Making good on the promise Cuba made in its landmark deal with longtime enemy the United States, the agreed upon 53 prisoners held in Havana on political charges have been released, American officials confirmed to Reuters.

The wire service, citing an anonymous senior U.S. official, reports that the White House intends to release the identities of all 53 prisoners to Congress. The restoration of U.S.-Cuba diplomatic relations followed a reported 18 months of negotiations between the countries, and further talks intend to reestablish travel and economic ties. From the Associated Press:

The prisoners had been on a list of opposition figures whose release was sought as part of the U.S. agreement last month with the Cuban government. They had been cited by various human rights organizations as being imprisoned by the Cuban government for exercising internationally protected freedoms or for their promotion of political and social reforms in Cuba.

The country released American prisoner Alan Gross after five years in captivity last month. There remains, however, a number of prisoners still held in Cuba. From Reuters:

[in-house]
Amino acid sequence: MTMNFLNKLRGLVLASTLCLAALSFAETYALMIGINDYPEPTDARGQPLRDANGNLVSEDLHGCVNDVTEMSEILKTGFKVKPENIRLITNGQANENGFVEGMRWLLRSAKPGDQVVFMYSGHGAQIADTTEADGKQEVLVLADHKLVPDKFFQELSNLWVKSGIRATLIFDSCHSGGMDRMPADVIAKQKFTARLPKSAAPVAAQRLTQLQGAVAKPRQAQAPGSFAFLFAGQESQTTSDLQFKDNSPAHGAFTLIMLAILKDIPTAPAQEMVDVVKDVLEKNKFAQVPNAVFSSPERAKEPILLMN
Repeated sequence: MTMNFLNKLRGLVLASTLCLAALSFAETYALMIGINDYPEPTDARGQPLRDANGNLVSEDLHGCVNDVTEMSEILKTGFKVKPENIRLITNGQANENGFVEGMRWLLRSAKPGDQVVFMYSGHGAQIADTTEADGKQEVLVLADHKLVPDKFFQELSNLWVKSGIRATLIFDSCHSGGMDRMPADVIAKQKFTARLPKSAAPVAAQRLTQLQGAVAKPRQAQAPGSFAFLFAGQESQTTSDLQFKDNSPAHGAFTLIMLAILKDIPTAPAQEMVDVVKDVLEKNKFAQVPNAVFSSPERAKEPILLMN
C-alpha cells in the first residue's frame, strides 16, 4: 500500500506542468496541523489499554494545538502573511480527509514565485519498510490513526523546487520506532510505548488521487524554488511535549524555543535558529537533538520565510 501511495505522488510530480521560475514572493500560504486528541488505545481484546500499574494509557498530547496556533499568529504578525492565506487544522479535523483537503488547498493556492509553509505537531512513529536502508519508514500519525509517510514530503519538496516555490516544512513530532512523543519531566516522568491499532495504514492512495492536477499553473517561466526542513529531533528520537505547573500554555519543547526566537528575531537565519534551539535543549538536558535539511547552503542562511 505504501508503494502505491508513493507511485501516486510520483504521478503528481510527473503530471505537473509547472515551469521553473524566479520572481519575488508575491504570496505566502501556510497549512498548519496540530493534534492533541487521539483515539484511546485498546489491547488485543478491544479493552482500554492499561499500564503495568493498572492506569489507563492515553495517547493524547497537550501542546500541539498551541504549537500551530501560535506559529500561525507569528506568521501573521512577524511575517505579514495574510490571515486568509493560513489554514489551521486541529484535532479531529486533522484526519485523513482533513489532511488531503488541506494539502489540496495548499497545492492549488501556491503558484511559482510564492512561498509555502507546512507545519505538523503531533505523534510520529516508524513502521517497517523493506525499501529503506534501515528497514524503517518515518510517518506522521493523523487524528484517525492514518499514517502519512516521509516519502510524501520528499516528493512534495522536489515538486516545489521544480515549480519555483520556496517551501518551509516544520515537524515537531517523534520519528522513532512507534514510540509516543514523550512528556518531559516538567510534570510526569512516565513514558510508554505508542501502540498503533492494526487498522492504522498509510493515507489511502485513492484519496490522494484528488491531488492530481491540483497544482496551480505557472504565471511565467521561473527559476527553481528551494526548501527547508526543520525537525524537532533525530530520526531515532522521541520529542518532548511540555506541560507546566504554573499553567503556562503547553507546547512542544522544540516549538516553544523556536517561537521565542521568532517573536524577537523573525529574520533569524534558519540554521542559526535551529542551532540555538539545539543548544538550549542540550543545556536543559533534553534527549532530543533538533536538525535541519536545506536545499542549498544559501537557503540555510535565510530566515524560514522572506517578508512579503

But it is unclear exactly how many dissidents are not on the list. Left out were the names of at least eight Cuban exile militants jailed on terrorism charges after they attempted to infiltrate Cuba with weapons, as well as 20 Cubans jailed on charges of attempting to hijack boats or planes. Also excluded, U.S. officials say, were several Cubans jailed on unspecified charges of crimes against the state, including a handful of people believed to have spied for the United States.

"The fact of the matter is there are other individuals whose cases we have raised in the past," one U.S. official told Reuters. "We have every expectation of going forward in the future. We're going to be wanting to raise the cases of different individuals who may be detained in Cuba for exercising their universal rights."

The U.S. base at Guantanamo Bay was apparently "not 'on the table'" in previous negotiations.

U.S. Assistant Secretary of State Roberta Jacobson plans to be in Cuba next week for continued talks; Reuters reports President Obama could use his executive powers "in a matter of days and weeks" to lessen travel restrictions to the country.

[Image via AP]